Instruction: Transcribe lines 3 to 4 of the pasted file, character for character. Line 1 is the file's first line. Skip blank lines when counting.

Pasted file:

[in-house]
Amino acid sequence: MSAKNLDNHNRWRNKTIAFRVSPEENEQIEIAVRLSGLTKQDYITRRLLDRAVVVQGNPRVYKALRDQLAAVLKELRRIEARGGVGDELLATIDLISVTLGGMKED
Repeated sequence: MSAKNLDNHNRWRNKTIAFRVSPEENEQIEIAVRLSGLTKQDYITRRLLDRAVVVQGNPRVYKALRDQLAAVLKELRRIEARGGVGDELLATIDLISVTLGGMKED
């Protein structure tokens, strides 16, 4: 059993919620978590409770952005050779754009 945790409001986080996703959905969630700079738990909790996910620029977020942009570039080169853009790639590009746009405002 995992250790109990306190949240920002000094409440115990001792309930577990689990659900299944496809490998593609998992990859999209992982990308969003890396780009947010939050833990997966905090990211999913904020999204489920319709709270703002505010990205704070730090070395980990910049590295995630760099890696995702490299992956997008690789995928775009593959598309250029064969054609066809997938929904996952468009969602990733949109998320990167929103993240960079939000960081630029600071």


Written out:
Repeated sequence: MSAKNLDNHNRWRNKTIAFRVSPEENEQIEIAVRLSGLTKQDYITRRLLDRAVVVQGNPRVYKALRDQLAAVLKELRRIEARGGVGDELLATIDLISVTLGGMKED
């Protein structure tokens, strides 16, 4: 059993919620978590409770952005050779754009 945790409001986080996703959905969630700079738990909790996910620029977020942009570039080169853009790639590009746009405002 995992250790109990306190949240920002000094409440115990001792309930577990689990659900299944496809490998593609998992990859999209992982990308969003890396780009947010939050833990997966905090990211999913904020999204489920319709709270703002505010990205704070730090070395980990910049590295995630760099890696995702490299992956997008690789995928775009593959598309250029064969054609066809997938929904996952468009969602990733949109998320990167929103993240960079939000960081630029600071």